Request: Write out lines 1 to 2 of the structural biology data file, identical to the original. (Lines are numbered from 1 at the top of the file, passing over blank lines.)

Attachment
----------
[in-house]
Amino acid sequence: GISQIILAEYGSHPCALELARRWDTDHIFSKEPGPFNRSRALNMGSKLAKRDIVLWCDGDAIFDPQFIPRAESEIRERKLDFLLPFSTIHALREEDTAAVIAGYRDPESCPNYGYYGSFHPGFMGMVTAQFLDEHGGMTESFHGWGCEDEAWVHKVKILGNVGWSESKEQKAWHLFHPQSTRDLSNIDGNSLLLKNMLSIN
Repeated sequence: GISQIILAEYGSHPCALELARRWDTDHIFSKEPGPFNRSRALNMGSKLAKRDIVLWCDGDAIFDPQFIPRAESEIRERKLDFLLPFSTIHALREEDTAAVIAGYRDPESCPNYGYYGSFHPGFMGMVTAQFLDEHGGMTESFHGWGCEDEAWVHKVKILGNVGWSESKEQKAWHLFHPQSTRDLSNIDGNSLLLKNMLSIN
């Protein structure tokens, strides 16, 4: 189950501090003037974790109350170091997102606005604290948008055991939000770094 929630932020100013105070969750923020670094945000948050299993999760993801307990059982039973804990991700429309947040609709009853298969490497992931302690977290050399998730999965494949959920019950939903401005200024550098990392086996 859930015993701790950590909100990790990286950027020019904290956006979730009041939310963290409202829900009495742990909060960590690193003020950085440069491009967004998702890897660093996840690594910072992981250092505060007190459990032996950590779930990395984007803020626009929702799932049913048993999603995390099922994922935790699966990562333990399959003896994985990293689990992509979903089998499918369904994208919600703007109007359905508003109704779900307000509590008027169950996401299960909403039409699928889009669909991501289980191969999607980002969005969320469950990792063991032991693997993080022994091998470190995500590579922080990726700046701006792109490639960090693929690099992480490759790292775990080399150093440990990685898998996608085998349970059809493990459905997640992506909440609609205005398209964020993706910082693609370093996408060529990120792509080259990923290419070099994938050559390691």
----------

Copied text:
[in-house]
Amino acid sequence: GISQIILAEYGSHPCALELARRWDTDHIFSKEPGPFNRSRALNMGSKLAKRDIVLWCDGDAIFDPQFIPRAESEIRERKLDFLLPFSTIHALREEDTAAVIAGYRDPESCPNYGYYGSFHPGFMGMVTAQFLDEHGGMTESFHGWGCEDEAWVHKVKILGNVGWSESKEQKAWHLFHPQSTRDLSNIDGNSLLLKNMLSIN